If you are planting larger trees it may be necessary to provide additional support to the tree particularly if the site you live in is prone to strong winds. This can be done using stakes however when tying the tree to stake it is best to tie the tree relatively loosely using rubber tie as this will reduce the chances of the tree snapping in high winds. Click here it see an example of the rubber ties.
Step 7 – Maintaining Your Home Orchard
Having planted your orchard the primary concern is ensuring that what goes into the ground survives. If you planted in Spring the primary consideration is ensuring that the tree survives that first summer. In the first season that the tree is planted is the period in which it is most susceptible to hot conditions as the roots are yet to spread out fully.
To avoid problems it is important to ensure that the plant remains moist even in hot conditions. To do this water thoroughly once a week and ensure that the plant is well mulched to avoid problems. Additionally, the plants also need to be well fed with fertiliser every 3 months or so.
As far as pruning goes it is dependent upon whether the trees are being a espaliered or not and also the type of espalier.
As discussed earlier in the article formal espalier trees have a predefined branch structures, with the most common being a T-shape (shown in the picture above), though there are many other shapes that can be created. For the purpose of simplicity we will limit the discussion to the creation of this particular shape.
To create the T-shape ensure that you have a support structure that has horizontal wires approximately 1 ft (30cm) apart. This will allow each tier to trained into the desired position over time. To encourage the formation of the tiers the main stem needs to be cut in winter at the height of the tier you want to create.
Pruning in winter encourages the tree to produce three new stems in spring. Two of these stems can be tied to the support on either side of the main stem to create a tier in the espalier, while the central stem is allowed to grow upward until the following Winter. At this point the process is repeated to create the next tier.
As the espaliers becomes established you will find that the tree will produce new growth along the tiers that needs to be removed to maintain the shape and encourage the formation of the fruiting spurs. This will need to be done every 6 weeks in the growing season.
When pruning the branches along the tiers of the espalier the side shoots should be cut 1 to 2 inches from main branch leaving sites for the fruiting spurs to form.
Informal espalier, as the names suggests, have a less symmetrical structure where the branches are tied into the structure where ever there is space. This type of espalier are generally used on citrus trees because the they are not suitable for a formal espalier.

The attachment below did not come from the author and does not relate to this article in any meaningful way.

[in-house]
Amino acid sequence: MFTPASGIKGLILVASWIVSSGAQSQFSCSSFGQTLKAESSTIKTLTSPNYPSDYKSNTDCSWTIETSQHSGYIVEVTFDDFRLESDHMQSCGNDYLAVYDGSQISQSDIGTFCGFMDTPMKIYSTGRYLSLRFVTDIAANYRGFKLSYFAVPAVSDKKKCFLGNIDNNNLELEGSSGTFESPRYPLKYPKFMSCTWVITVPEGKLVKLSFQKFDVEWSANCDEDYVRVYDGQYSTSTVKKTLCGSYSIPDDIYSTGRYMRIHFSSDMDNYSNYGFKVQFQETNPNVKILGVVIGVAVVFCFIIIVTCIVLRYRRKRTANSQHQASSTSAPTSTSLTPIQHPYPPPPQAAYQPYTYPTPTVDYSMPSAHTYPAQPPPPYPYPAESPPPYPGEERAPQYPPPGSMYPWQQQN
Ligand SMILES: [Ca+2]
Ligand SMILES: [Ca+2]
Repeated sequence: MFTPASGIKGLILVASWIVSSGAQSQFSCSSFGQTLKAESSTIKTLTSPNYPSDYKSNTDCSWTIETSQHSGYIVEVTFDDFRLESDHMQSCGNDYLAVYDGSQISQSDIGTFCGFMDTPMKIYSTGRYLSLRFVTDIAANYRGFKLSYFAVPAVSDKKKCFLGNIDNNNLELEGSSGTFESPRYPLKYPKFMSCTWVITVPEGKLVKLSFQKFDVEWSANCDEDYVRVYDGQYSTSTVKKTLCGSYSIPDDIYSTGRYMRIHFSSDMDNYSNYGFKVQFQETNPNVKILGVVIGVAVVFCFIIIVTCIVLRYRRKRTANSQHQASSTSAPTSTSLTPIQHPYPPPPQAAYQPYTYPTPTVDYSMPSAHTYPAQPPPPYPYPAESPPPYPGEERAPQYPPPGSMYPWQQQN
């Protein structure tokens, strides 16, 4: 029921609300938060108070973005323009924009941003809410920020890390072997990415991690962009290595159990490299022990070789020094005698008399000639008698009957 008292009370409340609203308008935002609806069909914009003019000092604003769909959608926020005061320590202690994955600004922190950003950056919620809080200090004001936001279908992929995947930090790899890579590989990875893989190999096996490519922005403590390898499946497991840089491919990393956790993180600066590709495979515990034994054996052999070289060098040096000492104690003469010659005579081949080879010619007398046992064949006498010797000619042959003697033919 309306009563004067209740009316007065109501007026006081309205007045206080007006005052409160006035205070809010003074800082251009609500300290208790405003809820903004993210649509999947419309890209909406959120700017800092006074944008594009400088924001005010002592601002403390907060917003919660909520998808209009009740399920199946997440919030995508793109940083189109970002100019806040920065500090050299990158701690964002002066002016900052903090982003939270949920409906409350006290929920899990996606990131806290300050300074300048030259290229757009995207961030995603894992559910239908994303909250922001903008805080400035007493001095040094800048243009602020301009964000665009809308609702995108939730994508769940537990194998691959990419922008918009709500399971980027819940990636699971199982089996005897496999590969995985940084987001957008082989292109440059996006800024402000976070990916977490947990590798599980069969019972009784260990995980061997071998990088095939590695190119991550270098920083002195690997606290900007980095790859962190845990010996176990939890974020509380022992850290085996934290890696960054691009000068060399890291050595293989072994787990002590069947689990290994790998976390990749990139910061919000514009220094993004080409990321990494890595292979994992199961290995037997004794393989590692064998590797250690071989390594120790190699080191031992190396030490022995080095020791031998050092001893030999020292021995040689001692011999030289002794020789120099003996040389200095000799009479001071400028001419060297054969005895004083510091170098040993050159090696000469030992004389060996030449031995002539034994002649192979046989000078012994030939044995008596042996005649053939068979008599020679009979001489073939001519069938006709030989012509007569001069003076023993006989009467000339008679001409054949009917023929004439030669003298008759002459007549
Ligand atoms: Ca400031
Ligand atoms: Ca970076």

With this type of espalier most of the pruning is done in the growing season. During this period any new branches are tied into the support structure if their is space on the surface of the structure. If there is not space or it is not practical to tie the branch it is removed.
This process is best done in summer as it will restrict the growth reducing the maintenance. If pruning is done in Winter it will encourage growth the following year.
Pruning Trees That Are Not Espaliered
If you have trees that are not espaliered the objective is to maintain an open vase like shape that encourages light and air into the structure of the tree. To encourage the formation of a vase like shape young trees should be pruned in winter about 1 ft above where the branch forks, ideally just above an outward facing bud. This will encourage vigorous growth in the following spring.
Any branches that are crossing over or are pointing inward should be removed from the structure. After a few seasons when the tree has reached the desired height any new “whippy” growth at the top of the tree should be removed in Summer rather than winter.
Protecting The Trees In Winter and Early Spring
If you live in a relatively cold climate it may be necessary to protect the tree from the worst of the winter weather by placing a frost blanket over the tree. Whether it necessary to do this will be dependent upon the cold tolerance of the tree. Blanket can be left on all winter until there is signs that the buds are beginning to swell.
At this point it may be necessary to remove the protection during the day to ensure that pollination occurs. You need to be vigilant about this process in the early spring as the flowers are more susceptible to damage from severe frosts than the buds. If they are damaged during this period your harvest will be significantly affected.
Given, the critical nature of this period it is worth spending the money on appropriate frost protection material. There are a number of different types of products that can be purchased through Amazon. Here is an example of a frost blanket that is easy to apply.
When starting you own orchard try to pick a range of fruit trees that are hardy in your area. You will find that you will have variable performance from year to year, so having lots of different varieties will ensure you always have a reasonable harvest.
Keep the trees relatively small as it will allow you to fit more different varieties in and make the picking of fruit and application of frost protection a lot easier.